VOLUME 1 - 2008-2009 - ISSUE 1
1 Ky. J. Equine, Agric. & Nat. Resources L. 97 (2009).
TOPPING v. COMMISSIONER: AN EXAMPLE OF HOW AN EQUESTRIAN TAXPAYER CAN UTILIZE "SINGLE ACTIVITY" TO PRECLUDE THE IRS "HOBBY LOSS" CHALLENGE
Comment Written By: Anna I. Garcia
As stated by Russian novelist, Maxim Gorky, "When work is a pleasure, life is a joy!"' For this precise reason many individuals try to mix business and pleasure. While there is nothing wrong with this attractive combination, the Internal Revenue Service ("IRS") can quickly turn joy into tears. The most frequent IRS challenge to a taxpayer's return is a claim under Internal Revenue Code ("IRC") § 183. This section allows the IRS to claim that a taxpayer did not engage in a particular activity primarily for profit. This commonly used tactic of the IRS is referred to as the hobby loss challenge. Professionals in the equine industry are especially prone to this attack by the IRS, since activities such as racing, showing, boarding, and breeding horses are often viewed as hobbies. Unfortunately, the IRS usually wins attacks on horse-based hobbies, resulting in non-deductible losses for the taxpayer. On the contrary, if a taxpayer wins, then the result is deductible business expenses that will reduce the taxpayer's taxable income and income tax.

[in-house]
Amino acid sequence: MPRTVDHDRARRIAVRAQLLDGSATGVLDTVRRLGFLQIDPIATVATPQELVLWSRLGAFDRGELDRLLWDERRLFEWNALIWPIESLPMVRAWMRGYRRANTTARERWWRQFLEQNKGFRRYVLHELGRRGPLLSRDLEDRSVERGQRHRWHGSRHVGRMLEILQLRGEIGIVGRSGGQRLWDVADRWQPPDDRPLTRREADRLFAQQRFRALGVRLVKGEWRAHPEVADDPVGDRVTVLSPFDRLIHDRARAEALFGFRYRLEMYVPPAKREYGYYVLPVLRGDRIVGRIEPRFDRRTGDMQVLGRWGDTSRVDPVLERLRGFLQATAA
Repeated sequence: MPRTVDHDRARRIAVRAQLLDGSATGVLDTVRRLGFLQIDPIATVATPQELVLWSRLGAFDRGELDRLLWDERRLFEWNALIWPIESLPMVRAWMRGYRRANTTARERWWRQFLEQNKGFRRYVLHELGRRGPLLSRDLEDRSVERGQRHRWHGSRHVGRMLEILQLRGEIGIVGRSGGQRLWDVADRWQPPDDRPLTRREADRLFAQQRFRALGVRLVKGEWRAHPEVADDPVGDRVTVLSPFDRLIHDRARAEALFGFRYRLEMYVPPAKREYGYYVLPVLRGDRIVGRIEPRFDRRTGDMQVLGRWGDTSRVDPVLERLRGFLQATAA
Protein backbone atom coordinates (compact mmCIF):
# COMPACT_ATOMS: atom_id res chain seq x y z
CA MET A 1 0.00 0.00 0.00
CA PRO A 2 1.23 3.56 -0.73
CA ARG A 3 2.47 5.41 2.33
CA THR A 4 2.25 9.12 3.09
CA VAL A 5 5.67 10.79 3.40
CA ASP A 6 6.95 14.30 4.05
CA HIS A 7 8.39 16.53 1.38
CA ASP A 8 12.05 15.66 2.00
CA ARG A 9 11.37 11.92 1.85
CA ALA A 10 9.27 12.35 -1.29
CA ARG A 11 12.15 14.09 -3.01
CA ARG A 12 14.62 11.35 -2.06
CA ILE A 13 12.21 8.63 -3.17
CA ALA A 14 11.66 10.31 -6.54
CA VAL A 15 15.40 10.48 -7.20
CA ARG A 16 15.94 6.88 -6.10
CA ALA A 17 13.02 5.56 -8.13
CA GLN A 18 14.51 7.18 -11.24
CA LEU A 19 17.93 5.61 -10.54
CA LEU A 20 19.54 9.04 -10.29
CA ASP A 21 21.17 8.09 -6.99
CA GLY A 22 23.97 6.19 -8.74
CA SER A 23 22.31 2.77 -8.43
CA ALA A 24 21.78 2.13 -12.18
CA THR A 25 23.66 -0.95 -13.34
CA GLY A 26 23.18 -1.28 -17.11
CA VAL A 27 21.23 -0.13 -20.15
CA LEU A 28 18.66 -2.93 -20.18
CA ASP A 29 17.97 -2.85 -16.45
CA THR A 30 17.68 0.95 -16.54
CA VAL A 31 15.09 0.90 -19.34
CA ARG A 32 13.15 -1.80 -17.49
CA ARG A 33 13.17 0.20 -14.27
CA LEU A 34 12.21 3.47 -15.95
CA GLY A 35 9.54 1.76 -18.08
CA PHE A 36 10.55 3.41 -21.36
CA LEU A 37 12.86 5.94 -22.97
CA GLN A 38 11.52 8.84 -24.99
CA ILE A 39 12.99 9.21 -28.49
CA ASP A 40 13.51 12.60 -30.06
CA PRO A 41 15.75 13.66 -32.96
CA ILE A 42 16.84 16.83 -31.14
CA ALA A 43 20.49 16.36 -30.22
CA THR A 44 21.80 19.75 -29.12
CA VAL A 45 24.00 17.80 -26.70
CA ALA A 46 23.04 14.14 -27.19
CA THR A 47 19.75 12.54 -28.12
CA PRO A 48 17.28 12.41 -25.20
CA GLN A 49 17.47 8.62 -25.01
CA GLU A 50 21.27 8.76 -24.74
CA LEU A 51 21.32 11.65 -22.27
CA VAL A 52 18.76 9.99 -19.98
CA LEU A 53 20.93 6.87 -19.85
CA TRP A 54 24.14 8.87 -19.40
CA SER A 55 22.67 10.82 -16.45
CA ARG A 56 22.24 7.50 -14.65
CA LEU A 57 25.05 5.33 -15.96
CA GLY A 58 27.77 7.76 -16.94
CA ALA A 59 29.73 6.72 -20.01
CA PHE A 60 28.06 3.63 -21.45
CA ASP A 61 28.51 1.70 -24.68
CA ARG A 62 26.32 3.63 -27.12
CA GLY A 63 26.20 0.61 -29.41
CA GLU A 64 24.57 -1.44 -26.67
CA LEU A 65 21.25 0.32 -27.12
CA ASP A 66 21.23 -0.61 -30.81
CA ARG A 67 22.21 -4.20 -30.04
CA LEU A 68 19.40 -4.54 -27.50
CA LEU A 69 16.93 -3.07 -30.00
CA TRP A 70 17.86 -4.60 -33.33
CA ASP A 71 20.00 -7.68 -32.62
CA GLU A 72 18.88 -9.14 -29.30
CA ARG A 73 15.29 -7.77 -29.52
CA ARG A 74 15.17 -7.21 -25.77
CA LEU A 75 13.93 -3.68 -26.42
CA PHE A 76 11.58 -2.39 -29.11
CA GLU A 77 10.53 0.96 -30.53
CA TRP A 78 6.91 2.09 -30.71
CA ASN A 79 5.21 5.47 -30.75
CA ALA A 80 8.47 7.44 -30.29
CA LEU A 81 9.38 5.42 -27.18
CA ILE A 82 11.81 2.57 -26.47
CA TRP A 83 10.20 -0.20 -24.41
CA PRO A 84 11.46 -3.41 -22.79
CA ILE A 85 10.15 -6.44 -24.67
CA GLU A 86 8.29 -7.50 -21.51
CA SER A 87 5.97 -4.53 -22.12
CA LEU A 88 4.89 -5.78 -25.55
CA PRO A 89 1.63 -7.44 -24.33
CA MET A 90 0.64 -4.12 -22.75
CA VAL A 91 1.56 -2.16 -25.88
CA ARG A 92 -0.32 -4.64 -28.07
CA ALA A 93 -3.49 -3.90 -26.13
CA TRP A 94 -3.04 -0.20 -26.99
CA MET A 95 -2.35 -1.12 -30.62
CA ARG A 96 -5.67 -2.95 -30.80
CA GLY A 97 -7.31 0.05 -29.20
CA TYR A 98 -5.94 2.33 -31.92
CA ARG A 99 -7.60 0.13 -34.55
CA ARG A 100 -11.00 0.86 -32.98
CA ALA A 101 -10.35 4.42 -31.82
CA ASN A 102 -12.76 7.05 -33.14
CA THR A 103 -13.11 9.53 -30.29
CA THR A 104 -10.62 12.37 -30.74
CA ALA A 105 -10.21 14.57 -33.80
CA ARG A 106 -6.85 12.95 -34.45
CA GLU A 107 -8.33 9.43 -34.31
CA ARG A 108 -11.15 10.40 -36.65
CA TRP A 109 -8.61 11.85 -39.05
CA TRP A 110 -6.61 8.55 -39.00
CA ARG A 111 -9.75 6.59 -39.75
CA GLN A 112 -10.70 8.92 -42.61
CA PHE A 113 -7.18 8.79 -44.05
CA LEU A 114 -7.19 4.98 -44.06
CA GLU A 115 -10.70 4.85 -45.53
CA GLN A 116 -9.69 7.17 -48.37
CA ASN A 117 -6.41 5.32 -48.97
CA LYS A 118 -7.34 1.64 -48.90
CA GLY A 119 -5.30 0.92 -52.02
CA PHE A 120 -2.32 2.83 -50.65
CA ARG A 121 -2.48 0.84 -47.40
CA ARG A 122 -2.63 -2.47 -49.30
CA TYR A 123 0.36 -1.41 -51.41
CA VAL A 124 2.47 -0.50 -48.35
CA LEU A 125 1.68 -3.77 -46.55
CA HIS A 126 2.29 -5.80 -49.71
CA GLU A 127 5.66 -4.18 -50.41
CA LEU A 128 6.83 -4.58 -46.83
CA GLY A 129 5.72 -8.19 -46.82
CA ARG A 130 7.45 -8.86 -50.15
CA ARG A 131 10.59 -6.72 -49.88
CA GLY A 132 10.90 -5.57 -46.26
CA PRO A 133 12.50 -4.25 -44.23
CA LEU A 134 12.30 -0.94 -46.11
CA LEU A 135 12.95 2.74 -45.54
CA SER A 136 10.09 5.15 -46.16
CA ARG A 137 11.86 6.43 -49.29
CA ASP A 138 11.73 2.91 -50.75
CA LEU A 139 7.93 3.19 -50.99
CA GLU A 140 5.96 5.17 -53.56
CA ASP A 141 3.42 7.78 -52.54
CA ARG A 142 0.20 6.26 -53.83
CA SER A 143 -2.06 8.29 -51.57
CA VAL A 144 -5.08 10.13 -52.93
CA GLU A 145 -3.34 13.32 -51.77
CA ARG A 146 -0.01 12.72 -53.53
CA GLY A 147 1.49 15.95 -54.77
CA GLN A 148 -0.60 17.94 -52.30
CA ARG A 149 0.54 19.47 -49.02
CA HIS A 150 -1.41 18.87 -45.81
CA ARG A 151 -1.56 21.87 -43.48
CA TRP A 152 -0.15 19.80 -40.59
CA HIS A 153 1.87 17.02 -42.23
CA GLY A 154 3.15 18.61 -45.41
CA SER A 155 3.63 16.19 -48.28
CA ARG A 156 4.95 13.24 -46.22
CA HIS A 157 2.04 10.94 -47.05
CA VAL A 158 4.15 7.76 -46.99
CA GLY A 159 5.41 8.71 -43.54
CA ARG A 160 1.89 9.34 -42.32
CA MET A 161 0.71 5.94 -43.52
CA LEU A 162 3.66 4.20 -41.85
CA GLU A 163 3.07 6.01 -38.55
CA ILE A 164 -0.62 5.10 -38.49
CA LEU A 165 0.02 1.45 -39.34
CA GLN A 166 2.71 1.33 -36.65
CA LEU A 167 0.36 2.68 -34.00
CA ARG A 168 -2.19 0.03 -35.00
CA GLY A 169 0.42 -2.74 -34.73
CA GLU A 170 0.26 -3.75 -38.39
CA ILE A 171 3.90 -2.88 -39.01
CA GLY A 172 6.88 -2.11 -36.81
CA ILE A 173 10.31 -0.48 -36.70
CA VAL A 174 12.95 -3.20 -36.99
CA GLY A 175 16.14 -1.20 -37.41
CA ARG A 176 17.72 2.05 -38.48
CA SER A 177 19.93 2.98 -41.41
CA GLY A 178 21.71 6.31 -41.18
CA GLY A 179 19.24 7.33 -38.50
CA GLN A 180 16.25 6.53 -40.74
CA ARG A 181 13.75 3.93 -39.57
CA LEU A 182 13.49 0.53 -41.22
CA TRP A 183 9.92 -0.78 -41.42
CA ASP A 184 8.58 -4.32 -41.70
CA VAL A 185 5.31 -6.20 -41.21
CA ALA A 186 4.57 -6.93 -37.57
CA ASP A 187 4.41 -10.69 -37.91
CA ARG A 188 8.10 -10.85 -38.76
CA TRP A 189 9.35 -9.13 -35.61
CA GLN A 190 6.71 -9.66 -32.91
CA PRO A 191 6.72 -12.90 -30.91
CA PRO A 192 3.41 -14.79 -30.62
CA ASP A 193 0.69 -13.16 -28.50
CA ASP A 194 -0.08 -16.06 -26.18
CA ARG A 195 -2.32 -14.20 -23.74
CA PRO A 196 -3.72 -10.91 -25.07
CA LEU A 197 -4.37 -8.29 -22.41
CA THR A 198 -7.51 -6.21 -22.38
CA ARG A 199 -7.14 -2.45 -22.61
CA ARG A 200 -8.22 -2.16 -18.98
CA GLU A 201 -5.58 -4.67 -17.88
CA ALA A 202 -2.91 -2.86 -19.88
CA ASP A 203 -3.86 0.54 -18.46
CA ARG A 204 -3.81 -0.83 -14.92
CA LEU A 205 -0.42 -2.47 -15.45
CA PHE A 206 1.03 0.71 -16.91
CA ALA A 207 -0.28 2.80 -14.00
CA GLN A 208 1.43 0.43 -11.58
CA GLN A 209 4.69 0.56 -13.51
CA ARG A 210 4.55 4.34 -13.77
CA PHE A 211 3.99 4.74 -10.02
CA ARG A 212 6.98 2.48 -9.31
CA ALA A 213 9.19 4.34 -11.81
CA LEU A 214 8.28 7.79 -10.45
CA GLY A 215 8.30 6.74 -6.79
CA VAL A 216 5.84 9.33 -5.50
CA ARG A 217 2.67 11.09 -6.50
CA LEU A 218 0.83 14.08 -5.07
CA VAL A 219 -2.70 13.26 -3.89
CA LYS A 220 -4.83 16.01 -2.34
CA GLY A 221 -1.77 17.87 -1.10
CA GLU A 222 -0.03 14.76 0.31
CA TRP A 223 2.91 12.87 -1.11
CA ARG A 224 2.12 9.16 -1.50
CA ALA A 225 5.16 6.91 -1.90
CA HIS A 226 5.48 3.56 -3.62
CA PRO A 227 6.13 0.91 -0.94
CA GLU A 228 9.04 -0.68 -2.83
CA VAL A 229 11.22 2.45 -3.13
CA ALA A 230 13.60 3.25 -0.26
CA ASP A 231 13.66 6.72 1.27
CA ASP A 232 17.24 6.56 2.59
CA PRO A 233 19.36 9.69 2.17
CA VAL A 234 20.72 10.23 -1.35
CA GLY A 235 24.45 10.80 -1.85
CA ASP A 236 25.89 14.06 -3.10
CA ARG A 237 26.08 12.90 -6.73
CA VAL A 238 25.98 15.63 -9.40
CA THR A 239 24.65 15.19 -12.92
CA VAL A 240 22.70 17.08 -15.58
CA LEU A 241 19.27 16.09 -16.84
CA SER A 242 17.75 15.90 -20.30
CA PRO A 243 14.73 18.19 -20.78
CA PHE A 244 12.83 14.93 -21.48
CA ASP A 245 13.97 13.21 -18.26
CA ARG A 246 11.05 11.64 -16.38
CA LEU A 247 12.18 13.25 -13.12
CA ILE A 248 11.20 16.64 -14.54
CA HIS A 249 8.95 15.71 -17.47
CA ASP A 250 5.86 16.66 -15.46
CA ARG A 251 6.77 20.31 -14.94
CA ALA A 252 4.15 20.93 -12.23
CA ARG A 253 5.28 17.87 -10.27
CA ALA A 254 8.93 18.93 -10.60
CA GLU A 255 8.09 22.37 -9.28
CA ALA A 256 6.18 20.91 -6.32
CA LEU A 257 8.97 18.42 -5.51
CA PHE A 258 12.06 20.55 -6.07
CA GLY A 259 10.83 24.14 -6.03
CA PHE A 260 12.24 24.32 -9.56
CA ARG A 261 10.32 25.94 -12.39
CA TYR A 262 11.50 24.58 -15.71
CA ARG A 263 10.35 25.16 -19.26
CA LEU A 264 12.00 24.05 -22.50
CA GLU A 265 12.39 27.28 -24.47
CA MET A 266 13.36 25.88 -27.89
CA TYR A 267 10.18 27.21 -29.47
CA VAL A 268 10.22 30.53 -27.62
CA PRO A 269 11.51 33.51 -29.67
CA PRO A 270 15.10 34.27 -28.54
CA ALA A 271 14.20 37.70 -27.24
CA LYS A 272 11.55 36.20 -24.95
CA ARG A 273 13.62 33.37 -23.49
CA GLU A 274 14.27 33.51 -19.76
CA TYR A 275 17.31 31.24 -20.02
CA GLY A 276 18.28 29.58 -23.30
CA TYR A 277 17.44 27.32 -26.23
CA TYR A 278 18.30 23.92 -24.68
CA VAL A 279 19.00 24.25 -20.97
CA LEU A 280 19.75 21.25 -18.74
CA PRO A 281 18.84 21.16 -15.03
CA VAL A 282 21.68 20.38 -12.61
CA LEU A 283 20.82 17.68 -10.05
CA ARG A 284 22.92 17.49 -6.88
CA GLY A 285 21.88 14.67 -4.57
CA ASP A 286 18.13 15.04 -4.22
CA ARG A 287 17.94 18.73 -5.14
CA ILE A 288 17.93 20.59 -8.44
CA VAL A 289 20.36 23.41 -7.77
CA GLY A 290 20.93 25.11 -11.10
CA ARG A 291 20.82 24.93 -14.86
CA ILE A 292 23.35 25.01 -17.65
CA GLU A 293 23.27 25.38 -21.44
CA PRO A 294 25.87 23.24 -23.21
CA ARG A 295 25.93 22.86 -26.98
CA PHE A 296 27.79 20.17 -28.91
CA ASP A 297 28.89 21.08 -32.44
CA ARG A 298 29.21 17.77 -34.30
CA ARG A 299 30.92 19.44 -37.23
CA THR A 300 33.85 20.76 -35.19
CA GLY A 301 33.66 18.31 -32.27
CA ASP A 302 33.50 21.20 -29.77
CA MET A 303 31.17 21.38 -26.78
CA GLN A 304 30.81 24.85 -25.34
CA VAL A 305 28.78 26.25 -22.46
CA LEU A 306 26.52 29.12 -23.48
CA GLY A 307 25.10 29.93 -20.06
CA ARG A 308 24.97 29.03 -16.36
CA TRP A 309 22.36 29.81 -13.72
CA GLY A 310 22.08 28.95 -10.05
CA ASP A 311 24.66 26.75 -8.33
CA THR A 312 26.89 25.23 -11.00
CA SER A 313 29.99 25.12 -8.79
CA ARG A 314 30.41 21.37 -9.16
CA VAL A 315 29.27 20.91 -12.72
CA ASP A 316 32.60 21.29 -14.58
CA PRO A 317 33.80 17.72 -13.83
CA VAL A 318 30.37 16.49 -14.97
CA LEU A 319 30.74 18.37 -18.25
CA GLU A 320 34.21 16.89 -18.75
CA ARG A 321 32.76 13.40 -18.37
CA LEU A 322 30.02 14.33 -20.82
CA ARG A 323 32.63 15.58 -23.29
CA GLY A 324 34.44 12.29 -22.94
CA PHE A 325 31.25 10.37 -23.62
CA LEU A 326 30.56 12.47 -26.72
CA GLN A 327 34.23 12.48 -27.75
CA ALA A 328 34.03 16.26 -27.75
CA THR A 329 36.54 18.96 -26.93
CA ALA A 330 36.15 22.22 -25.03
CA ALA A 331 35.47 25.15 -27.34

To gain the upper hand over the IRS, a taxpayer must claim that the activity is not really a hobby, but a business activity. The IRS, however, will not give up easily when money is involved. According to IRS estimates, the incorrect deductions of hobby expenses add up to thirty billion dollars per year in unpaid taxes. There is, however, another option for the taxpayer: when the taxpayer's equestrian activities are closely connected to their main business, deductions and income from each activity can be aggregated into a single for-profit activity. This combination allows the taxpayer to bypass the hobby loss challenge and to claim victory, against the IRS in the form of a deduction.
Tracey Topping of Wellington, Florida is a proud equestrian who effectively utilized the "single activity" principle in an IRS hobby loss challenge. Topping successfully argued in the U.S. Tax Court that her equestrian activities were an integral part of her design business. This Comment analyzes Topping v. Commissioner and delineates the implications of this decision for taxpayers in the equestrian industry.